Virtual pet game targets kids asthma management

By Jonah Comstock

WellapetsBoston-based LifeGuard Games is gearing up to launch a mobile game to teach children to manage their asthma. Wellapets, which is due to launch at the end of February, follows the mold of recently popular virtual pet games like Club Penguin or Moshi Monsters, but with an extra element of chronic disease management.

"I think doctors see there's value to be gained and not a lot of downside in terms of trying to offer their patients something that's educational that they can use when they're outside of the clinic just to sort of remind them what they're supposed to be doing," Cofounder and CEO Alexander Ryu told MobiHealthNews. "Doctors see kids coming into the office playing Mom's iPad or Mom's iPhone and they realize this could be an effective channel that they didn't have before."

In the Android and iOS game, kids in the game will adopt a virtual pet and take care of it, but in addition to feeding and playing with the virtual pet, they'll also administer the pet's inhaler, look out for and clean up potential asthma triggers, and play unlockable minigames. The game will cost about $4 and the company will primarily seek to distribute and market it via pediatricians and other business-to-consumer channels. Ryu says asthma will be the starting point for the company, but in the future they plan to develop games for more conditions like food allergies and diabetes.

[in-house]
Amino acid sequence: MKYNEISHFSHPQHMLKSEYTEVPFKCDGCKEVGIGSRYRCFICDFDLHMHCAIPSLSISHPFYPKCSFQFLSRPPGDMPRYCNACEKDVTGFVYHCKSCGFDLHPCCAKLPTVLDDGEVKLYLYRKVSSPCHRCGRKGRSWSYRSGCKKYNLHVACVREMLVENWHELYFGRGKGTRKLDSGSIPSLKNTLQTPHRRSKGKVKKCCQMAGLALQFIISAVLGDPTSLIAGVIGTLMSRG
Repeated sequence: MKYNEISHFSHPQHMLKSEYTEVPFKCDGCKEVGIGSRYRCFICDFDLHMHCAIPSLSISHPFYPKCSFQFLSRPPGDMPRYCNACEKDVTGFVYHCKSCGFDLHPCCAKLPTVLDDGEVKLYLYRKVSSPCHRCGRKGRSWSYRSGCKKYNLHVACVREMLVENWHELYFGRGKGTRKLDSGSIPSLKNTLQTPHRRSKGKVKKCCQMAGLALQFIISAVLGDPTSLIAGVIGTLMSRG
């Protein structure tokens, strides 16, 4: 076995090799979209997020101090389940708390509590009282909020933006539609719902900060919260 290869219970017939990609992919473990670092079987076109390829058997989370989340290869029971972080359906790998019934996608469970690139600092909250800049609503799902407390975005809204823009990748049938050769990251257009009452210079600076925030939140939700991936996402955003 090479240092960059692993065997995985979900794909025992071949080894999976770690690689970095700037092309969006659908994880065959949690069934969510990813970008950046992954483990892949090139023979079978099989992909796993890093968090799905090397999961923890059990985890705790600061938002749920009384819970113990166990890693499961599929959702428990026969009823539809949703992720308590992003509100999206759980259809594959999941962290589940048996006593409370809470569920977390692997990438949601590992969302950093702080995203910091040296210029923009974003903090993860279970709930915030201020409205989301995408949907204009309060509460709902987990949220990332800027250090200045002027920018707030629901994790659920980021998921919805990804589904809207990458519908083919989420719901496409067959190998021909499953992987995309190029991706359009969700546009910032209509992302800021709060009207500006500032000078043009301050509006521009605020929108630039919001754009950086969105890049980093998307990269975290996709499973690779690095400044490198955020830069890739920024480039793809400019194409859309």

"We started with asthma because it's definitely a huge problem," he said. "It's the most common chronic condition among kids, and it's also something that can be a huge burden if it's not well managed -- kids can end up in the emergency room, missing a lot of school. ... The problem is well-defined, it's widespread, and it's something we think we can actually move the needle on using games."

LifeGuard Games raised $7,500 in seed funding from Rough Draft Ventures, a VC group that funds student startups in Boston. The company has been working with local Boston Childrens' Hospitals to test the game on children with asthma and their parents. They plan to do more efficacy testing after the game has been out a year or so.

The company was cofounded by Ryu, a Harvard medical student, his sister Annie Ryu, who recently graduated Harvard undergrad, and Jason Cheng and Wenshiang Chung, who left InterSystems and BoardVantage respectively to start the company. Ryu said that after pivoting away from a global health project in India, the team was inspired by a talk by Jane McGonigal and the success of HopeLab. By adding health education features to a game genre that's already popular with kids (virtual pet games), they hoped they could create the blockbuster health gaming is still waiting for.

"[What makes us stand out is] the fact that we're using this sticky, existing virtual pet kind of game which is the focus for the kids," Ryu said. "It's not a gamified tool perspective, it really feels like a pure game. What comes with that is accessibility. There's no tools you have to add on to this for it to work. It's a mobile game, and fundamentally that is how we want it to look and feel."